Geezer's Coin Album

337-361 AD Unknown House of Constantine BI Centenionalis Constantius II, AD 337-361 No Grade

Roman coins were first produced in the late 4th century BCE in Italy and continued to be minted for another eight centuries across the empire. Denominations and values more or less constantly changed but certain types such as the sestertii and denarii would persist and come to rank amongst the most famous coins in history. Roman coinage, as in other societies, represented a guaranteed and widely recognised value which permitted an easy exchange of value which in turn drove both commerce and technology development as all classes could work to own coins which could be spent on all manner of goods and services. Even more significantly, large and identical payments could now be easily made which made possible a whole new scale of commercial activity. Coins also had a function as a vehicle to spread the imagery of the ruling class as coinage was the mass media of the day and often carried likenesses of emperors and famous imperial monuments which would be the nearest most Romans ever got to see of them.

337-361 AD Unknown House of Constantine BI Centenionalis Constantius II, AD 337-361 No Grade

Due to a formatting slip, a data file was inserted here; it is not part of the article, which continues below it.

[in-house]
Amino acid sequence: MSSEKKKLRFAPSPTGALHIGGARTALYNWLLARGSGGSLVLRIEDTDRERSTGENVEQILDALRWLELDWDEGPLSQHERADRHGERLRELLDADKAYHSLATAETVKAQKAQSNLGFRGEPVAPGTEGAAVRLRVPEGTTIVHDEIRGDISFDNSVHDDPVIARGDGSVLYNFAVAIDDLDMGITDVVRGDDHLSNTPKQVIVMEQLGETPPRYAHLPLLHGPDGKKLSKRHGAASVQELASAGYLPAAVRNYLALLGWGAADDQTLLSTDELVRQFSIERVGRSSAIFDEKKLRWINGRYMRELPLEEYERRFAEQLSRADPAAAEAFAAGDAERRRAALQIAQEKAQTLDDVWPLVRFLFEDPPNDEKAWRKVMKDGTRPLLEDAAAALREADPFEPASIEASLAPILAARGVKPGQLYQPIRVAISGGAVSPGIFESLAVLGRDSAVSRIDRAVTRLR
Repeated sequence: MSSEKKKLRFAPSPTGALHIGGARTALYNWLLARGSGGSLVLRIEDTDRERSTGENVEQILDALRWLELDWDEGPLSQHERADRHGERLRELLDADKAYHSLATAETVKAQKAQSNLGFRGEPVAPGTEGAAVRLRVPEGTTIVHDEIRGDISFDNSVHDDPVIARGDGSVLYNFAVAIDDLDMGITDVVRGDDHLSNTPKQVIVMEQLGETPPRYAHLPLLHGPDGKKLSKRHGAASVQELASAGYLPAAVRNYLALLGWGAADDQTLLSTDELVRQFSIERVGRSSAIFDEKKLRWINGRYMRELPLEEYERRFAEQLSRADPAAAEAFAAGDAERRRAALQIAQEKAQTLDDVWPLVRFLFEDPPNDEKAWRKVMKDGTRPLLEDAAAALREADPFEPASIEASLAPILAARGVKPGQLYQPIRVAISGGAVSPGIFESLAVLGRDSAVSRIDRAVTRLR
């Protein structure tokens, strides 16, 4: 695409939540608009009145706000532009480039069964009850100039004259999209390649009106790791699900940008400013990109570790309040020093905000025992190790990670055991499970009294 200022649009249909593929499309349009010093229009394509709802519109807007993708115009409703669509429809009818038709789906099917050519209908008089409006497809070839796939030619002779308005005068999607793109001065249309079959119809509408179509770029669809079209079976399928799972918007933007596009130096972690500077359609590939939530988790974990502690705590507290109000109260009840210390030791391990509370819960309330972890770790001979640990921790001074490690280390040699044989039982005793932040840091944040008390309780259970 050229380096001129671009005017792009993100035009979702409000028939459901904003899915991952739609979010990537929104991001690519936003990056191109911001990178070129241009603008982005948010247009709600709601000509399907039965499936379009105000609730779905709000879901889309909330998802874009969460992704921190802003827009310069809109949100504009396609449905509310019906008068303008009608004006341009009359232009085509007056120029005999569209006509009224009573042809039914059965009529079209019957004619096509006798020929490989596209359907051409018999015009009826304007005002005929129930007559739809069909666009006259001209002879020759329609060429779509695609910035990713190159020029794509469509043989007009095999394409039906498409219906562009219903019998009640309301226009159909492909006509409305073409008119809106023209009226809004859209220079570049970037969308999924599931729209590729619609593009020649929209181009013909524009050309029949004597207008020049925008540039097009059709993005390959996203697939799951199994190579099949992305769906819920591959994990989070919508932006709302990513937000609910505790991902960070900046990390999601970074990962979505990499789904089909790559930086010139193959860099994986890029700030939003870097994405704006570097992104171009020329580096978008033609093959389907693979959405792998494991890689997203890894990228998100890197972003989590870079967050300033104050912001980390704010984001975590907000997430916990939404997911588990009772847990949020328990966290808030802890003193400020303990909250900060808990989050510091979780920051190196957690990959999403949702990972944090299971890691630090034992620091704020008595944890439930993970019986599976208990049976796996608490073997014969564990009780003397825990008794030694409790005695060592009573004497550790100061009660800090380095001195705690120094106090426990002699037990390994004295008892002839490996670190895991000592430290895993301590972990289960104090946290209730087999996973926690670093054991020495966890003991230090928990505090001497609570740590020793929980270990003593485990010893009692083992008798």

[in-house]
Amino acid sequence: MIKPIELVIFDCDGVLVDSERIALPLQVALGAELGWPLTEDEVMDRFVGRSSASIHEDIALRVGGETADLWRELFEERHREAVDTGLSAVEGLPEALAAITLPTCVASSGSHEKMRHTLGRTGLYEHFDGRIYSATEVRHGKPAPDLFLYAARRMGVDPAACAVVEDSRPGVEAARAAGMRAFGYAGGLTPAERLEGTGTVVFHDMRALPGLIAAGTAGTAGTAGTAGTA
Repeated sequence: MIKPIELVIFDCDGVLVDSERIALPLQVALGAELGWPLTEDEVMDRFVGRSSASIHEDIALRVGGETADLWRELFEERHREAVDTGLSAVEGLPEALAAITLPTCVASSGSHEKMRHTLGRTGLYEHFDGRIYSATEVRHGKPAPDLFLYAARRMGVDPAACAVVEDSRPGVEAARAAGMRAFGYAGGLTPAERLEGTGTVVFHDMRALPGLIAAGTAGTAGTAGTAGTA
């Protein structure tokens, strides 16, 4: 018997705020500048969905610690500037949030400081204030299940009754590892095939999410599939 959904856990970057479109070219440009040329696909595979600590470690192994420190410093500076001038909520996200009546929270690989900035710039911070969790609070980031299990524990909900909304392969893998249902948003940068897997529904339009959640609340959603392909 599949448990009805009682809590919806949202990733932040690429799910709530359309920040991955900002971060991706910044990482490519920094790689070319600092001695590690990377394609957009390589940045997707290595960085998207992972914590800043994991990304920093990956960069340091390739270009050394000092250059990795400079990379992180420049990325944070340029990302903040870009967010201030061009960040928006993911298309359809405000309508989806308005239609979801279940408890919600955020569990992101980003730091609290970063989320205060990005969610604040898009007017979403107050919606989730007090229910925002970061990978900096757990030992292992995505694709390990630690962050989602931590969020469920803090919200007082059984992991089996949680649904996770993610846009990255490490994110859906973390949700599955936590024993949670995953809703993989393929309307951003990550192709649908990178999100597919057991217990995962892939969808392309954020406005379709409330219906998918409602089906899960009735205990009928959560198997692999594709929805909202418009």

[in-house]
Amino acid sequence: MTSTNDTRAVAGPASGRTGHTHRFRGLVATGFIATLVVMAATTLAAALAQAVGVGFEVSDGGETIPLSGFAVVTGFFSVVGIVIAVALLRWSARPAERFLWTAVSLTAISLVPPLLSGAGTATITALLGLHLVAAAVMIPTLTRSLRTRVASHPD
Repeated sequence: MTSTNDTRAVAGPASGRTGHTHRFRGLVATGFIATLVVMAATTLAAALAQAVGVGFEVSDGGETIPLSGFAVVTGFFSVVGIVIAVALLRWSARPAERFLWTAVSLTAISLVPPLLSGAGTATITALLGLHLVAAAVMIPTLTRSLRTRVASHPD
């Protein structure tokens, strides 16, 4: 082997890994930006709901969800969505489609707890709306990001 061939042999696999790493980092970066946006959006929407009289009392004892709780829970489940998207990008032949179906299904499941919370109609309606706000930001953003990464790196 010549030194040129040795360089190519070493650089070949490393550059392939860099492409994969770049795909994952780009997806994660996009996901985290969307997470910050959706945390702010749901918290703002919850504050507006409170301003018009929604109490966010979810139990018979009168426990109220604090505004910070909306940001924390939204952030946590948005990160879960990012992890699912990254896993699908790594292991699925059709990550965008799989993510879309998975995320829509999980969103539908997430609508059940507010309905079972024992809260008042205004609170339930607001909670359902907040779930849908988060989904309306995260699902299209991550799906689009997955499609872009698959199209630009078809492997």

Roman coins were first produced in the late 4th century BCE in Italy and continued to be minted for another eight centuries across the empire. Denominations and values more or less constantly changed but certain types such as the sestertii and denarii would persist and come to rank amongst the most famous coins in history. Roman coinage, as in other societies, represented a guaranteed and widely recognised value which permitted an easy exchange of value which in turn drove both commerce and technology development as all classes could work to own coins which could be spent on all manner of goods and services. Even more significantly, large and identical payments could now be easily made which made possible a whole new scale of commercial activity. Coins also had a function as a vehicle to spread the imagery of the ruling class as coinage was the mass media of the day and often carried likenesses of emperors and famous imperial monuments which would be the nearest most Romans ever got to see of them.